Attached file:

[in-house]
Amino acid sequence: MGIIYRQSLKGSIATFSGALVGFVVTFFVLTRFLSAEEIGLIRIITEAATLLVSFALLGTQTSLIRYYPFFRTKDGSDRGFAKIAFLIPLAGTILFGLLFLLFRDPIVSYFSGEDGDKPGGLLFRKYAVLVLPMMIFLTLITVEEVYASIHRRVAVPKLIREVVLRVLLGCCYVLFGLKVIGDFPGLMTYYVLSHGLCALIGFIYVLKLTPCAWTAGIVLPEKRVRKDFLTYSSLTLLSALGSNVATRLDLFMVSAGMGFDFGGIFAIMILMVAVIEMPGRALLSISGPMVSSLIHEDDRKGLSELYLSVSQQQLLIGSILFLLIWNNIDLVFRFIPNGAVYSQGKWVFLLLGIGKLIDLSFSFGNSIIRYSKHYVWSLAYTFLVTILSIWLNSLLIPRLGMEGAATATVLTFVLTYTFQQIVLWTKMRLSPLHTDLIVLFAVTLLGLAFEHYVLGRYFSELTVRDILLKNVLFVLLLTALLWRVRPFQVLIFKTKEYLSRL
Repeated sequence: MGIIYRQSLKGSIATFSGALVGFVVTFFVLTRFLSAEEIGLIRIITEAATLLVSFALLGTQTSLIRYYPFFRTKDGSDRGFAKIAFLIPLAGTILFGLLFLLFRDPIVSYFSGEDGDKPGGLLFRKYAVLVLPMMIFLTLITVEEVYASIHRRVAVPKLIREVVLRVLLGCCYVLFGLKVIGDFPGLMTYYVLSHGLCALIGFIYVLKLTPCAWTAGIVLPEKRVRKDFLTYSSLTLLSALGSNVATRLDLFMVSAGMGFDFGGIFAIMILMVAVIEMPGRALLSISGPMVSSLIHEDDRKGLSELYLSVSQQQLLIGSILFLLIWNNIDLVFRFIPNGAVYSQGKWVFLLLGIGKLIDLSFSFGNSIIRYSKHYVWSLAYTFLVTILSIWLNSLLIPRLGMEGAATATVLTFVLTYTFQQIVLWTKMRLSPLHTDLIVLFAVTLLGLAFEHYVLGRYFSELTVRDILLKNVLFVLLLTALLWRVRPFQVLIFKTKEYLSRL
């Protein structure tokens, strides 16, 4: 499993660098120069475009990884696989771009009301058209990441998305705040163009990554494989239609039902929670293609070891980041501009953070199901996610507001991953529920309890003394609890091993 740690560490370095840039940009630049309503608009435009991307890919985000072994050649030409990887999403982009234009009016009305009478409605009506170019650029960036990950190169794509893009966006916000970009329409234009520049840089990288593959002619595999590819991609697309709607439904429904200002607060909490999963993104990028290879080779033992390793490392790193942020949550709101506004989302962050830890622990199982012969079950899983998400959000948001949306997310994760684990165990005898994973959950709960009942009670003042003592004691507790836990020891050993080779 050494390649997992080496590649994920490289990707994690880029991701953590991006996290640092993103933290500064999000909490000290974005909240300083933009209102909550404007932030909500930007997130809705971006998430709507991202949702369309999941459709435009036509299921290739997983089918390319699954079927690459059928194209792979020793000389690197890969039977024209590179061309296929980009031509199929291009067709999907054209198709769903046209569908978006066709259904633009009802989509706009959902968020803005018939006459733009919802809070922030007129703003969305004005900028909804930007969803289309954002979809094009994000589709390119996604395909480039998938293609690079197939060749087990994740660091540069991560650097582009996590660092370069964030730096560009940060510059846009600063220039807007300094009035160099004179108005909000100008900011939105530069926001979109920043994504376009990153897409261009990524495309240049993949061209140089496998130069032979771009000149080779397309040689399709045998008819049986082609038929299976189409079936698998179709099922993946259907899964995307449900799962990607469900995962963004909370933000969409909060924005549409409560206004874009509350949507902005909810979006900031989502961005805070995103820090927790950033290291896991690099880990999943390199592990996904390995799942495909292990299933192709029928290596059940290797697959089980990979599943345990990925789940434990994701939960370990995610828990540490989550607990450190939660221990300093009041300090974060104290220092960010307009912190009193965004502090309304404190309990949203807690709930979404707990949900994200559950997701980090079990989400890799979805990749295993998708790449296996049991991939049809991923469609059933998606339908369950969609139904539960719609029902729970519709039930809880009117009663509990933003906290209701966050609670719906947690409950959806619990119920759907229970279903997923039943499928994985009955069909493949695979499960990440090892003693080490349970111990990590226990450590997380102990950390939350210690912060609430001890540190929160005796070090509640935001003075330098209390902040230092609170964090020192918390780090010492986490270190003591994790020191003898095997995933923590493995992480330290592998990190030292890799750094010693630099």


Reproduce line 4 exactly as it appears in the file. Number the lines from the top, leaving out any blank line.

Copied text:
């Protein structure tokens, strides 16, 4: 499993660098120069475009990884696989771009009301058209990441998305705040163009990554494989239609039902929670293609070891980041501009953070199901996610507001991953529920309890003394609890091993 740690560490370095840039940009630049309503608009435009991307890919985000072994050649030409990887999403982009234009009016009305009478409605009506170019650029960036990950190169794509893009966006916000970009329409234009520049840089990288593959002619595999590819991609697309709607439904429904200002607060909490999963993104990028290879080779033992390793490392790193942020949550709101506004989302962050830890622990199982012969079950899983998400959000948001949306997310994760684990165990005898994973959950709960009942009670003042003592004691507790836990020891050993080779 050494390649997992080496590649994920490289990707994690880029991701953590991006996290640092993103933290500064999000909490000290974005909240300083933009209102909550404007932030909500930007997130809705971006998430709507991202949702369309999941459709435009036509299921290739997983089918390319699954079927690459059928194209792979020793000389690197890969039977024209590179061309296929980009031509199929291009067709999907054209198709769903046209569908978006066709259904633009009802989509706009959902968020803005018939006459733009919802809070922030007129703003969305004005900028909804930007969803289309954002979809094009994000589709390119996604395909480039998938293609690079197939060749087990994740660091540069991560650097582009996590660092370069964030730096560009940060510059846009600063220039807007300094009035160099004179108005909000100008900011939105530069926001979109920043994504376009990153897409261009990524495309240049993949061209140089496998130069032979771009000149080779397309040689399709045998008819049986082609038929299976189409079936698998179709099922993946259907899964995307449900799962990607469900995962963004909370933000969409909060924005549409409560206004874009509350949507902005909810979006900031989502961005805070995103820090927790950033290291896991690099880990999943390199592990996904390995799942495909292990299933192709029928290596059940290797697959089980990979599943345990990925789940434990994701939960370990995610828990540490989550607990450190939660221990300093009041300090974060104290220092960010307009912190009193965004502090309304404190309990949203807690709930979404707990949900994200559950997701980090079990989400890799979805990749295993998708790449296996049991991939049809991923469609059933998606339908369950969609139904539960719609029902729970519709039930809880009117009663509990933003906290209701966050609670719906947690409950959806619990119920759907229970279903997923039943499928994985009955069909493949695979499960990440090892003693080490349970111990990590226990450590997380102990950390939350210690912060609430001890540190929160005796070090509640935001003075330098209390902040230092609170964090020192918390780090010492986490270190003591994790020191003898095997995933923590493995992480330290592998990190030292890799750094010693630099």